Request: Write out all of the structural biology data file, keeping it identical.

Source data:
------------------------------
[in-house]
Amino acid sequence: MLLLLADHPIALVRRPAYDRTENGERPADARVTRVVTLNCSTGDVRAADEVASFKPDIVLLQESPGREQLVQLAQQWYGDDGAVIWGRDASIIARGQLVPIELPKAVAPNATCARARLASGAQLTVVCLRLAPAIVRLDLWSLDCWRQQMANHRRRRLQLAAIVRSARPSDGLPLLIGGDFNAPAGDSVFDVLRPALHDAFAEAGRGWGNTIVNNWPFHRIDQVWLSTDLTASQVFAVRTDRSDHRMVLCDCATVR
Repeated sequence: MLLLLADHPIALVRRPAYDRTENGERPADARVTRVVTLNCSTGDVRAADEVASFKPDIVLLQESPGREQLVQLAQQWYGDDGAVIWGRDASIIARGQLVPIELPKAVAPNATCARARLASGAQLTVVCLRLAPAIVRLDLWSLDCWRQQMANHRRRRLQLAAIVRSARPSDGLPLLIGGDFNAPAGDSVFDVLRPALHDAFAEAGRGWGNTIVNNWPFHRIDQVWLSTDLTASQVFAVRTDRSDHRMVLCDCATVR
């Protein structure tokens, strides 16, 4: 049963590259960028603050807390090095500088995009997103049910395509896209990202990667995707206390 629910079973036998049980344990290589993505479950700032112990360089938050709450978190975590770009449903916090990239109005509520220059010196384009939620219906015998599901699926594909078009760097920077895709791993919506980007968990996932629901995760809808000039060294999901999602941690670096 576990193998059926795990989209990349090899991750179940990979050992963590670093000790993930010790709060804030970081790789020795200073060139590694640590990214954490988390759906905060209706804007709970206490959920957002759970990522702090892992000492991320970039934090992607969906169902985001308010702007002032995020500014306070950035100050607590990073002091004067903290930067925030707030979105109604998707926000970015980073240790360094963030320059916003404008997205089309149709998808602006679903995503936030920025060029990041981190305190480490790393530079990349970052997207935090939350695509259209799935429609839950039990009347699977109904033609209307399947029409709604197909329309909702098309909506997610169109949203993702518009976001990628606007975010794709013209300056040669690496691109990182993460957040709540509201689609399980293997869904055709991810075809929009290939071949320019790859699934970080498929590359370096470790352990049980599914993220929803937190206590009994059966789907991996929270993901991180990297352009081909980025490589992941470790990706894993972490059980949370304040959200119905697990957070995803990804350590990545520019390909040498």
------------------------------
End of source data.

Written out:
[in-house]
Amino acid sequence: MLLLLADHPIALVRRPAYDRTENGERPADARVTRVVTLNCSTGDVRAADEVASFKPDIVLLQESPGREQLVQLAQQWYGDDGAVIWGRDASIIARGQLVPIELPKAVAPNATCARARLASGAQLTVVCLRLAPAIVRLDLWSLDCWRQQMANHRRRRLQLAAIVRSARPSDGLPLLIGGDFNAPAGDSVFDVLRPALHDAFAEAGRGWGNTIVNNWPFHRIDQVWLSTDLTASQVFAVRTDRSDHRMVLCDCATVR
Repeated sequence: MLLLLADHPIALVRRPAYDRTENGERPADARVTRVVTLNCSTGDVRAADEVASFKPDIVLLQESPGREQLVQLAQQWYGDDGAVIWGRDASIIARGQLVPIELPKAVAPNATCARARLASGAQLTVVCLRLAPAIVRLDLWSLDCWRQQMANHRRRRLQLAAIVRSARPSDGLPLLIGGDFNAPAGDSVFDVLRPALHDAFAEAGRGWGNTIVNNWPFHRIDQVWLSTDLTASQVFAVRTDRSDHRMVLCDCATVR
């Protein structure tokens, strides 16, 4: 049963590259960028603050807390090095500088995009997103049910395509896209990202990667995707206390 629910079973036998049980344990290589993505479950700032112990360089938050709450978190975590770009449903916090990239109005509520220059010196384009939620219906015998599901699926594909078009760097920077895709791993919506980007968990996932629901995760809808000039060294999901999602941690670096 576990193998059926795990989209990349090899991750179940990979050992963590670093000790993930010790709060804030970081790789020795200073060139590694640590990214954490988390759906905060209706804007709970206490959920957002759970990522702090892992000492991320970039934090992607969906169902985001308010702007002032995020500014306070950035100050607590990073002091004067903290930067925030707030979105109604998707926000970015980073240790360094963030320059916003404008997205089309149709998808602006679903995503936030920025060029990041981190305190480490790393530079990349970052997207935090939350695509259209799935429609839950039990009347699977109904033609209307399947029409709604197909329309909702098309909506997610169109949203993702518009976001990628606007975010794709013209300056040669690496691109990182993460957040709540509201689609399980293997869904055709991810075809929009290939071949320019790859699934970080498929590359370096470790352990049980599914993220929803937190206590009994059966789907991996929270993901991180990297352009081909980025490589992941470790990706894993972490059980949370304040959200119905697990957070995803990804350590990545520019390909040498």